I’ve been working on a new e-commerce business for the past few weeks. E-commerce is new to me. Not that I don’t use it on a regular basis but synching up my target demographics to the sales channel ended up being a little more convoluted than I thought.
Let’s get one thing out in the open before we dig in to the specifics. I did not open this business strictly to make quick money. If that were the case, then choosing the sales channel would have been a no-brainer. I would have gone with Amazon or eBay, picked best-selling, high profit items (regardless of category), and listed them for purchase within the hour. However, the brands I plan to offer to my demographic largely prohibit selling on 3rd party sites like Amazon and eBay.
So, why would a manufacturer not allow retailers to sell on Amazon or eBay? There are a myriad of reasons but the quick answer is ‘Brand Management’. It is almost impossible to manage a customer’s brand experience when resellers are using 3rd party platforms.
Third party sites draw people who are typically cost-conscious. I am an avid Amazon user and when ten sellers are offering the same product, I’m going to go with the lowest price. That means sellers on Amazon use a low-cost strategy and even ‘luxury’ items are subject to this same low-cost strategy.
The brands I plan to offer aren’t necessarily luxury items but many are eco-friendly, organic, or locally-sourced which means the price is a little higher than a similar product made with cheaper materials. These product manufacturers strive to support the perception of high-quality and this is almost impossible if their items sell on a platform known globally for its low-cost strategy.
Synching up my products and sales channels is my first misstep. I’m sure there will be many more so stay tuned. If I could have done things differently for my e-commerce business, I would have asked the following questions to clarify things before investing any money.
Why am I starting an e-commerce business?
I mentioned above that I started my business because I’m passionate about the products I sell. The draw-back is that some of my products won’t move quickly. If I start an e-commerce business strictly to make money, I can select mainly fast-moving, high profit products. Knowing your motivation is key to feeding your staying power.
Is this an established industry/product or a ‘Blue Ocean’ opportunity?
Moving into an established industry or product is a little easier than starting a new one. Competition is brutal but niche marketing can help carve out a sizable market share. It doesn’t take as long to build a following with established products and services so you can expect to see profit within the first year (if expenses are controlled).
Starting a new industry or product is known as a ‘Blue Ocean’ opportunity. There are very few limits to how successful you can be but it is hard to convince consumers that they need your product or service. Blue ocean strategies take time and patience to build the business and following. Profits typically lag a little more than a year so don’t quit your day job.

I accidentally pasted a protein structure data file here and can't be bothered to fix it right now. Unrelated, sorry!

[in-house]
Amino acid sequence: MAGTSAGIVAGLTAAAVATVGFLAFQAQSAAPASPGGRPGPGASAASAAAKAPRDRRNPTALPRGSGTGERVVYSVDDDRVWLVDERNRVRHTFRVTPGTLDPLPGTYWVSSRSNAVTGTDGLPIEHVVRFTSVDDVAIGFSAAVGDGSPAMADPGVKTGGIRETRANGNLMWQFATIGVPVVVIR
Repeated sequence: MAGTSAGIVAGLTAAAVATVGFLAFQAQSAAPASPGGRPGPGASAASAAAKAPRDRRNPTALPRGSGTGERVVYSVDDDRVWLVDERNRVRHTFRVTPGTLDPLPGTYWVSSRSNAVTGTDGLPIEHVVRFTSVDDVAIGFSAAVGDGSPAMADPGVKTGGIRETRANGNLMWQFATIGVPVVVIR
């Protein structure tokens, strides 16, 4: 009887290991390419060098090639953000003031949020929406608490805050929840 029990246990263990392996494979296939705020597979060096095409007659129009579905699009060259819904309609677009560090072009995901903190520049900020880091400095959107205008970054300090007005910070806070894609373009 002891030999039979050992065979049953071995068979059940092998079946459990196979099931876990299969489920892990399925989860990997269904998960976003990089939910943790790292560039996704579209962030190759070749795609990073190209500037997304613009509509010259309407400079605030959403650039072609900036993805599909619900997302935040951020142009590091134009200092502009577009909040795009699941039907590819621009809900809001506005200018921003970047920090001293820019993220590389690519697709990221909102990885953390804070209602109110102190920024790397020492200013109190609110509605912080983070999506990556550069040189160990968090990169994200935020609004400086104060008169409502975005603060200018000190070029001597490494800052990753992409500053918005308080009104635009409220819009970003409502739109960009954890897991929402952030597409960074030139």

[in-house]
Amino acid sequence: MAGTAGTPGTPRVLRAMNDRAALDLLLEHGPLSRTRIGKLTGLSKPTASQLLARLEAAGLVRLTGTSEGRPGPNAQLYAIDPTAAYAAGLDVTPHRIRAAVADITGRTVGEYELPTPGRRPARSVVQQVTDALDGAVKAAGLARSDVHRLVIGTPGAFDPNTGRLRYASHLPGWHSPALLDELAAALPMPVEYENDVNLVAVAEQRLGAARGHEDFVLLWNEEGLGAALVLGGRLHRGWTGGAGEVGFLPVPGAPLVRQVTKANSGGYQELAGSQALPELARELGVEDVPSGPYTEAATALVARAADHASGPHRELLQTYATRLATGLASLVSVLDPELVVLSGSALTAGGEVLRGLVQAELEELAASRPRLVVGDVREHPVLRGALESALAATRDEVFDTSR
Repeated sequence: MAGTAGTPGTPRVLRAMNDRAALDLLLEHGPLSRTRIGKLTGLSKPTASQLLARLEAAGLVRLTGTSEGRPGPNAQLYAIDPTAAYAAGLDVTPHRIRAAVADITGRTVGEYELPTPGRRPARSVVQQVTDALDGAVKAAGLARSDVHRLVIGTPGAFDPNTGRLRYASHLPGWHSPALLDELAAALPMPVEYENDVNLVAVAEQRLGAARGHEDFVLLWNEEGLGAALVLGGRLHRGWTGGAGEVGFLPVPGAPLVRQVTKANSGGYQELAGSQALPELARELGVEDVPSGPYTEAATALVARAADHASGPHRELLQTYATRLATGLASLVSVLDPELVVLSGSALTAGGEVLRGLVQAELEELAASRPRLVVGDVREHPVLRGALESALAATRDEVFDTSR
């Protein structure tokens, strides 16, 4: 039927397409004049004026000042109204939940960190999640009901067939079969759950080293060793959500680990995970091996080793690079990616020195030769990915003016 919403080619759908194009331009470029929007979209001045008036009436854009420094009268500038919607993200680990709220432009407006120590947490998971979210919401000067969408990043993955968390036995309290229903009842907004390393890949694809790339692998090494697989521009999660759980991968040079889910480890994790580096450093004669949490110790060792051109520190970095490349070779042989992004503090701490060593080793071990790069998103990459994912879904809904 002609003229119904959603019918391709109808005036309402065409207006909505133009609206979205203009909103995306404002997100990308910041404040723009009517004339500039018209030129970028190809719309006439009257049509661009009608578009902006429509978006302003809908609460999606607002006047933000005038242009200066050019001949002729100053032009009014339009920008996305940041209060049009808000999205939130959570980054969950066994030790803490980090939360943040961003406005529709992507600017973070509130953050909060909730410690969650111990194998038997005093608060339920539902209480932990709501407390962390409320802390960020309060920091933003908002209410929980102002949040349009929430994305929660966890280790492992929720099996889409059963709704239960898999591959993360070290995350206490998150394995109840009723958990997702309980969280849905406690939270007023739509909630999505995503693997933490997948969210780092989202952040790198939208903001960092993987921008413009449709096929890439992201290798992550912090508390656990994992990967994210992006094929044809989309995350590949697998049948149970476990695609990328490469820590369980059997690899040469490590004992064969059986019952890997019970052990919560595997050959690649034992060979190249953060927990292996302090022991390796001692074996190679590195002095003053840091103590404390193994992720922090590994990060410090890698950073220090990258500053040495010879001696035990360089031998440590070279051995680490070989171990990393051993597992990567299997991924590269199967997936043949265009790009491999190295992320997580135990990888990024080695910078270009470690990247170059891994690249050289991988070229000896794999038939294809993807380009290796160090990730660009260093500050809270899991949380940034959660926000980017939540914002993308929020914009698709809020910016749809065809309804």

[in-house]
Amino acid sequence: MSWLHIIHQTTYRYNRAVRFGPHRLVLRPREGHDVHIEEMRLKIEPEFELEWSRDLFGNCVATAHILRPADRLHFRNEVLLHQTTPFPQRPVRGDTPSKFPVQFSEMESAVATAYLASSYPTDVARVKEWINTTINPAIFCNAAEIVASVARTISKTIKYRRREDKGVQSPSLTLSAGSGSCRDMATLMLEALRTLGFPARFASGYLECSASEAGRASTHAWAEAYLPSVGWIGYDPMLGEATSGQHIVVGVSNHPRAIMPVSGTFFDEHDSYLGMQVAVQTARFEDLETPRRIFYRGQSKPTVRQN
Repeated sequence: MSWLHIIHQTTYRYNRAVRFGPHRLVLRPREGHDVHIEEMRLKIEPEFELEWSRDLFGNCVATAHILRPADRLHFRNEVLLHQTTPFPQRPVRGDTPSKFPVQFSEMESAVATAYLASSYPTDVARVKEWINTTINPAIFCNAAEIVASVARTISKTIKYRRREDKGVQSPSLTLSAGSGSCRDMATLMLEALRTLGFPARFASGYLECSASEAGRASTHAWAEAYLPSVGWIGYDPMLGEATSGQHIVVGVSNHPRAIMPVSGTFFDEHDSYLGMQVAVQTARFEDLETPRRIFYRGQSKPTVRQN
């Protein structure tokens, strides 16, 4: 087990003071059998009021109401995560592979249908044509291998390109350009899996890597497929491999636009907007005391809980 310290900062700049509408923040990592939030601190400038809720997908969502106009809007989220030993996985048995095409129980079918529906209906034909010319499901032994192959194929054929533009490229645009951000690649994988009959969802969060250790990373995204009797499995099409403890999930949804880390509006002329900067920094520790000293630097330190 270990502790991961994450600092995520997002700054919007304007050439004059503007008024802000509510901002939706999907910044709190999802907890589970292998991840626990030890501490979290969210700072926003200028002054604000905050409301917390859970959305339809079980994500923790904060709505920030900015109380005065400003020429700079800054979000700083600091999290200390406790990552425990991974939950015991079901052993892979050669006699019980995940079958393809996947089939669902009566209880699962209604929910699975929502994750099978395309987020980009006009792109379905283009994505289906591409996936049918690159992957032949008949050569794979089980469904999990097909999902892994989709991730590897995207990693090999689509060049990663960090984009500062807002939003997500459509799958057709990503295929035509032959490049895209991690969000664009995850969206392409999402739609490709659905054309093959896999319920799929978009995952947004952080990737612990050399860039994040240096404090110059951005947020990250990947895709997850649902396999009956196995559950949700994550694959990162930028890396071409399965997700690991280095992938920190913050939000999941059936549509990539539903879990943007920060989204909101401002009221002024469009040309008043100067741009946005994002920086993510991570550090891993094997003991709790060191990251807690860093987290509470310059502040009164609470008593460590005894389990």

What sales channels am I considering?
Think about how you will get products in front of your customers. Today’s customers are comfortable moving across sales channels so consider employing multiple channels. A start-up restaurateur may opt for a food truck as well as a brick-and-mortar storefront. An accountant may offer cloud accounting services across the state as well as maintaining a physical presence. And an e-commerce store can leverage Amazon, eBay, Pinterest, and Facebook in addition to maintaining their own website and selling products at conventions and farmer’s markets.
A follow on question is “What sales channels are a no-go?”. It is important to acknowledge which sales channels are outside your comfort zone.
Who is my target demographic and where do they shop for my brands?
We’ve talked about this in previous blogs. No need to beat a dead horse but you can read through some of the earlier posts if you want to refresh your memory.
However, we haven’t talked a lot about where your buyers will shop for your products. It is amazing how many people buy and sell products and services strictly on their mobile devices. This blog is e-commerce centric so you need to think about how your buyers will find, browse, and buy your products. Are they on the train, at home, or at a restaurant? Maybe they are comparing products while standing inside a big box store. (I do this on a regular basis.)
Do my manufacturers/wholesalers have resell restrictions?
Examples of resell restrictions include where you can sell (i.e., physical location, 3rd party sites, etc.) or the minimum price you can sell an item. Are their restrictions a deal breaker? Essentially, you are asking whether your sales channel or their products are more important. For me, their products trumped Amazon and eBay.
How many supply chain companies will I use and what services do they provide?
Don’t hang your hat on just a few suppliers. Unless you are close friends with the supplier, you won’t know they are going out of business until your orders and phone calls are ignored for weeks. Diversify your supply chain to prevent back-orders and maintain some form of power in your supply chain relationship.
Do they have the services you need to keep your business alive? If you promise delivery within 10 business days but the supplier ships to you sporadically, then you will have unhappy customers. If you depend on a combination of drop shipping and bulk shipments, make sure your supplier can deliver both on time and with items in good condition.
I’m focused on my target demographic so not being able to sell on 3rd party sites isn’t a make-or-break revelation. I may still sell some common items that aren’t restricted on 3rd party sites but I won’t use Amazon for my core items.
What were some of the pitfalls you experienced during your first days as an e-commerce entrepreneur?